PHONE 202 739-8000

July 20, 1999

The Honorable Jacob J. Lew
Director, Office of Management and Budget
Old Executive Office Building
17th Street and Pennsylvania Avenue
Washington, DC 20503

Proposed Environmental Protection Agency (EPA) rulemaking relating to the disposal of High-Level Radioactive Wastes in a geologic repository at Yucca Mountain, Nevada (40 CFR Part 197)

The Nuclear Energy Institute (NEI),* on behalf of the nuclear energy industry, has been following closely, for many years, the federal government's efforts to promulgate technical standards for the protection of public health and safety from potential radioactive releases for the proposed high level nuclear waste repository at Yucca Mountain, Nevada. Such a standard must also be in accord with the nation's policy, clearly articulated in the Nuclear Waste Policy Act, that a geologic repository must be established to dispose of the nations high level waste.

The Energy Policy Act of 1992 required EPA to establish a specific radiation protection standard for Yucca Mountain within one year of receiving the recommendations of the National Academy of Sciences (NAS). The NAS published its recommendations in 1995 in a report entitled "Technical Bases for Yucca Mountain Standards."

We understand that the long-overdue EPA standard (40 CFR Part 197) has been forwarded to your office for review and welcome this as a needed step forward in the process of establishing a nuclear waste disposal facility as mandated by the Nuclear Waste Policy Act of 1982. However, based upon the testimony of EPA's Assistant Administrator for Air and Radiation, Mr. Robert Perciasepe before the House Subcommittee on Energy and Power, February 10, 1999, we also understand that the EPA, in developing this standard, has been considering not only setting limits for the protection of public from radiation exposure but also including a separate limit for protection of groundwater.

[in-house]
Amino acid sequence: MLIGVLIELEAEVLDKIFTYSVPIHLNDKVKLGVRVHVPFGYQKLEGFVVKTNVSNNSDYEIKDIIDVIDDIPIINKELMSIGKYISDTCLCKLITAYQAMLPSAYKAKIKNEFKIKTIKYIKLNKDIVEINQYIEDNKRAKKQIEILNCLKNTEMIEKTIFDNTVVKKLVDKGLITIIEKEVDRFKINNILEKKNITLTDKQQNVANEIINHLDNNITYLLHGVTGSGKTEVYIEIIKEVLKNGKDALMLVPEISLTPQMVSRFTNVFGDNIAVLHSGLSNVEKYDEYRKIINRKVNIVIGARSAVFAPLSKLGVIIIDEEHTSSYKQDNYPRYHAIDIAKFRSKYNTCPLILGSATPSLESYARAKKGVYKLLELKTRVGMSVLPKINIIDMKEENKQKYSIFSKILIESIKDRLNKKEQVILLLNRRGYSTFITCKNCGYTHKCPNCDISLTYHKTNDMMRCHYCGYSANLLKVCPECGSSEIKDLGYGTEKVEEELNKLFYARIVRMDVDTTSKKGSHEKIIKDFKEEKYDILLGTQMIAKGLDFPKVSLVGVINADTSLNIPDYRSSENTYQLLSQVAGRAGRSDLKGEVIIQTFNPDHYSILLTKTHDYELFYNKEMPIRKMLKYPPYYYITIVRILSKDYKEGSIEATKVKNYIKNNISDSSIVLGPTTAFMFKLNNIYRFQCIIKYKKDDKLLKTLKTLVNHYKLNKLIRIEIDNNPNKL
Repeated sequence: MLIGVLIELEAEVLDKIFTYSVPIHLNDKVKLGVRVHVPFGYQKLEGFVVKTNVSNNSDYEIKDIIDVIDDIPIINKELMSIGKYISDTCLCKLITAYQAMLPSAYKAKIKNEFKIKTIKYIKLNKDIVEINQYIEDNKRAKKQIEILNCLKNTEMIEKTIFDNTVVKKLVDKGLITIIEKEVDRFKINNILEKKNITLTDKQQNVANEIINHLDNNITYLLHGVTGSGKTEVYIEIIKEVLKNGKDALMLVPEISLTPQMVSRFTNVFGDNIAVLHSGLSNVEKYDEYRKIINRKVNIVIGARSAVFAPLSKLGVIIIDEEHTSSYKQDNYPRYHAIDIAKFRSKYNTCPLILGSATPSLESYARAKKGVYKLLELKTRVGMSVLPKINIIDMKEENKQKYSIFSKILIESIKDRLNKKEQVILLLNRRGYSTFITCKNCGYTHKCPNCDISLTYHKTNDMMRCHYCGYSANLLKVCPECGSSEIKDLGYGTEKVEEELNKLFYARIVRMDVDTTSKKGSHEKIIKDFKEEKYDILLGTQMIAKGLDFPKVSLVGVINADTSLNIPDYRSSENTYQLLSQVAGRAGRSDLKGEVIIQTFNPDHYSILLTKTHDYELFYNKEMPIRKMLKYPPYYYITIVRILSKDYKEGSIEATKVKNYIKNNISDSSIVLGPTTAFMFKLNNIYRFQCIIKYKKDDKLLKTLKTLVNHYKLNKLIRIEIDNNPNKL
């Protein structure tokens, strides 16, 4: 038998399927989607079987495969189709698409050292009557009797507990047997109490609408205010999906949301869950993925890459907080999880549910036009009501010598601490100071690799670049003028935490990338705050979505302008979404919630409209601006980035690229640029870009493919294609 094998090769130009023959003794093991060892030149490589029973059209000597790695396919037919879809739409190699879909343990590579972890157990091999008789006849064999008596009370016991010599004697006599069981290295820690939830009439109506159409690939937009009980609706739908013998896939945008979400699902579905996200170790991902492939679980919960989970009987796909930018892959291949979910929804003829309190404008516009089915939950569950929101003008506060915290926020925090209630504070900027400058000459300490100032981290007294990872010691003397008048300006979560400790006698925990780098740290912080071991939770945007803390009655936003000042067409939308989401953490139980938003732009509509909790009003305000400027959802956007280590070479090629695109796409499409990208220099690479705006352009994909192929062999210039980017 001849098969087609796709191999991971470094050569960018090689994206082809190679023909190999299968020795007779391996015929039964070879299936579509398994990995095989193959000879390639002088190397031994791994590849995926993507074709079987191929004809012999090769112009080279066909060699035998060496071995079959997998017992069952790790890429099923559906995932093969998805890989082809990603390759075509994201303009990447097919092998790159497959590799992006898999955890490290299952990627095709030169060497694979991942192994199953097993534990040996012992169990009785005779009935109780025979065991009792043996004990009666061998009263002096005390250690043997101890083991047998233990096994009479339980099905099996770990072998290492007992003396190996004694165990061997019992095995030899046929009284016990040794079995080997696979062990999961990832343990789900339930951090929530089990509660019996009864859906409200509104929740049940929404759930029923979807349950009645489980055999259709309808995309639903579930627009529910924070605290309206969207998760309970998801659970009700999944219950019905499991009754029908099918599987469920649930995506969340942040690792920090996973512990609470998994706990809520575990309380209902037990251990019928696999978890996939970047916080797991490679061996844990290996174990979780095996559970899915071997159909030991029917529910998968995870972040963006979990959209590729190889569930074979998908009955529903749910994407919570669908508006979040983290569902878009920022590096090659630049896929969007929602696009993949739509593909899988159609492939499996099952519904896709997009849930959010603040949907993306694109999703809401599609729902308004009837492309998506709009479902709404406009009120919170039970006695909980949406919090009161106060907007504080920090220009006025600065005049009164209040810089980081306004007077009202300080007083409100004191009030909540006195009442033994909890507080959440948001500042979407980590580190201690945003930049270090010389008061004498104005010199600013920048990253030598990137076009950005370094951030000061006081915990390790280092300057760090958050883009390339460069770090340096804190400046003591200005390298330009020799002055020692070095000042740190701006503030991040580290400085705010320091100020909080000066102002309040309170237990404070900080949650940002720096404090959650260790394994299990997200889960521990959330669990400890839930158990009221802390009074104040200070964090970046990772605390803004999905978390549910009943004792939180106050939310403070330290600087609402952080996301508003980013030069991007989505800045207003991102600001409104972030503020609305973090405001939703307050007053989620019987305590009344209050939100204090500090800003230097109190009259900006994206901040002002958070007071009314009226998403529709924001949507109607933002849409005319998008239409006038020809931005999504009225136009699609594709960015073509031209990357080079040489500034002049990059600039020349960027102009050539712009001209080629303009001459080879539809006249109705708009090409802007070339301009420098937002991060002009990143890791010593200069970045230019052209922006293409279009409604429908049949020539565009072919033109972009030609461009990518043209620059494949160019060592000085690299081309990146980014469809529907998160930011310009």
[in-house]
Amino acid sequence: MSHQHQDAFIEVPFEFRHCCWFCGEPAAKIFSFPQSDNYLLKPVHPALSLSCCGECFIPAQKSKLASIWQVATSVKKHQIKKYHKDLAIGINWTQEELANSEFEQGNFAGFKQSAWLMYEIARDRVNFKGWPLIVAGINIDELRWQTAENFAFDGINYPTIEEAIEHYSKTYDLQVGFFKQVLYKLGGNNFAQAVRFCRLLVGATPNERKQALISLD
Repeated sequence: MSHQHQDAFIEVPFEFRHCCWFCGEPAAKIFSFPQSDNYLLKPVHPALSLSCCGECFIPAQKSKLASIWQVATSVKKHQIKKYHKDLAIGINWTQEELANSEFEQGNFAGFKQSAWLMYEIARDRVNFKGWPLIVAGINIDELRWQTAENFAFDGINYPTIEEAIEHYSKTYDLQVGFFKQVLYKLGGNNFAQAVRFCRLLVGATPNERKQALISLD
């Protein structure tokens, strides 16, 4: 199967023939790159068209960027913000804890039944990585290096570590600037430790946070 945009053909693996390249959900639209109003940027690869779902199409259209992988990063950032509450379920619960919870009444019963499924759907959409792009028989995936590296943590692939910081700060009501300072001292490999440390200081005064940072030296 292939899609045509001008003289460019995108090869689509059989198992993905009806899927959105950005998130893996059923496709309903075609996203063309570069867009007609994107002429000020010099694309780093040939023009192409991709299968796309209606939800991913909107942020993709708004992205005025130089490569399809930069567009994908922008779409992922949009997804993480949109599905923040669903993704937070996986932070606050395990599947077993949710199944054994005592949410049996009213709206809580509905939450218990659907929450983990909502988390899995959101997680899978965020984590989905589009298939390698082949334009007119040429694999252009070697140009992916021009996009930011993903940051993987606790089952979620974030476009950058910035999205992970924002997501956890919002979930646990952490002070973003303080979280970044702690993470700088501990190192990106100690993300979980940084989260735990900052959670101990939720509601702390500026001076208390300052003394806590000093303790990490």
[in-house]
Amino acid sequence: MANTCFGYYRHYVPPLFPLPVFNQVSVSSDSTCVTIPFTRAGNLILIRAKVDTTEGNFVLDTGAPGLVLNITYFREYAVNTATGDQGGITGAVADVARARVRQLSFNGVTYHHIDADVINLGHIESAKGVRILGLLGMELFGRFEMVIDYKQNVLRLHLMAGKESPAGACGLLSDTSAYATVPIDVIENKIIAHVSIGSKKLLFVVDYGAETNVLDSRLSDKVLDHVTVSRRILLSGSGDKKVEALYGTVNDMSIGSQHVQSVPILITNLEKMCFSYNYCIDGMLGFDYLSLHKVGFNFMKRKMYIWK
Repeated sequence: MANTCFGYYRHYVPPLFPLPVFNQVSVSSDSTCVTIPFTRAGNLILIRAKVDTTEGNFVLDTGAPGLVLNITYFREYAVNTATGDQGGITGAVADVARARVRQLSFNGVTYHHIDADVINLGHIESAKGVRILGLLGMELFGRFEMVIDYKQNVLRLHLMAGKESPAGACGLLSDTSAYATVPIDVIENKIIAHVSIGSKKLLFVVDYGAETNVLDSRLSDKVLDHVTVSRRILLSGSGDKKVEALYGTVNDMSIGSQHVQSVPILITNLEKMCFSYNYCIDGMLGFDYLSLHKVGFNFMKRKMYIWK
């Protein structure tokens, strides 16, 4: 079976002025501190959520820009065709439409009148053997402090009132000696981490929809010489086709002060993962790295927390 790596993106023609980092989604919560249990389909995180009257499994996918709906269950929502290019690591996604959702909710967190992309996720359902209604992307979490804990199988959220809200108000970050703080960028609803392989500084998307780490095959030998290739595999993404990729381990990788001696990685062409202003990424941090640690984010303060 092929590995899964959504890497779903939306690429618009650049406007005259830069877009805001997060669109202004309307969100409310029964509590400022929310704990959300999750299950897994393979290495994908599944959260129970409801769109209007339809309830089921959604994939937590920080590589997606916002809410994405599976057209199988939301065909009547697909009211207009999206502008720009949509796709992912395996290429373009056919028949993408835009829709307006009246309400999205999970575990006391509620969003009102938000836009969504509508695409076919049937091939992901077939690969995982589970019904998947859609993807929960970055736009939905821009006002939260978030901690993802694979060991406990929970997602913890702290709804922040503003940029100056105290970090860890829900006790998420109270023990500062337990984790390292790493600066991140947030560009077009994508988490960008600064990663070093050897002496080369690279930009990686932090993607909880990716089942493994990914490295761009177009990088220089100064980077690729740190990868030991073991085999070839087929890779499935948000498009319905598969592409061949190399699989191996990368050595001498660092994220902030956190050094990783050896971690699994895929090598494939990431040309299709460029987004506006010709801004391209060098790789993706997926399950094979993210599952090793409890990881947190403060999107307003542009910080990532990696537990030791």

NEI encourages the EPA to establish a radiation standard. However, if the standard received by your office contains separate groundwater limits, we strongly urge that you not allow this rulemaking to proceed. If promulgated, such a standard would be contrary to governing law. EPA's consideration of groundwater limits also represent poor public policy because it could be potentially counterproductive to the overall goal of protecting public health and safety at Yucca Mountain The bases for these conclusions are explained in the following paragraphs:

A groundwater protection standard conflicts with governing law Section 801 of the Energy Policy Act requires that the EPA establish "public health and safety standards," which are "based upon and consistent with the findings and recommendations of the National Academy of Sciences (NAS)". Such standards shall "prescribe the maximum annual effective dose equivalent to members of the public." If EPA were to promulgate a separate groundwater standard, it would violate this statutory mandate.

A separate standard for groundwater would be contrary to and inconsistent with the findings and recommendations of the NAS. As required by the Energy Policy Act, the 1995 NAS report specifically addresses the topic of groundwater protection. In discussing the provisions of EPA's standard for the Waste Isolation Pilot Plant (40 CFR Part 191), the NAS notes that the EPA had included "a provision to protect groundwater contamination with radioactive materials that is separate from the 40 CFR 191 individual-dose limits." The NAS then continues,

"These provisions have been added to 40 CFR 191 to bring it into conformity with the Safe Drinking Water Act, and have the goal of protecting groundwater as a resource. We make no such recommendation, and have based our recommendations on those requirements necessary to limit risks to individuals."

If the EPA standard contains a separate groundwater protection requirement, it is incumbent upon OMB to act immediately to set this rulemaking back on its proper course, consistent with the Energy Policy Act and corresponding NAS recommendations. For EPA to promulgate a groundwater standard would constitute agency action which is arbitrary, capricious and contrary to law.